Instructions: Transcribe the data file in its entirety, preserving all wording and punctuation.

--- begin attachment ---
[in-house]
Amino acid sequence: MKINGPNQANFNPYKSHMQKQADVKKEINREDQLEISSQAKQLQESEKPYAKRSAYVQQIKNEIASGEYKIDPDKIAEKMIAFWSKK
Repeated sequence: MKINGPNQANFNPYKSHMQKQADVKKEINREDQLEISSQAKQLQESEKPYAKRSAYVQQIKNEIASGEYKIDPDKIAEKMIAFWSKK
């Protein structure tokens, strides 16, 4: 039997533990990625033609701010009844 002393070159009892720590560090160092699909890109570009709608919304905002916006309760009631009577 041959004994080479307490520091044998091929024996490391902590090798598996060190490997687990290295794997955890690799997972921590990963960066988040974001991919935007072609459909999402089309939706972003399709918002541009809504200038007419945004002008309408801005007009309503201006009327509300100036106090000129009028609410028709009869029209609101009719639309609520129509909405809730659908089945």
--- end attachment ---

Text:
[in-house]
Amino acid sequence: MKINGPNQANFNPYKSHMQKQADVKKEINREDQLEISSQAKQLQESEKPYAKRSAYVQQIKNEIASGEYKIDPDKIAEKMIAFWSKK
Repeated sequence: MKINGPNQANFNPYKSHMQKQADVKKEINREDQLEISSQAKQLQESEKPYAKRSAYVQQIKNEIASGEYKIDPDKIAEKMIAFWSKK
């Protein structure tokens, strides 16, 4: 039997533990990625033609701010009844 002393070159009892720590560090160092699909890109570009709608919304905002916006309760009631009577 041959004994080479307490520091044998091929024996490391902590090798598996060190490997687990290295794997955890690799997972921590990963960066988040974001991919935007072609459909999402089309939706972003399709918002541009809504200038007419945004002008309408801005007009309503201006009327509300100036106090000129009028609410028709009869029209609101009719639309609520129509909405809730659908089945």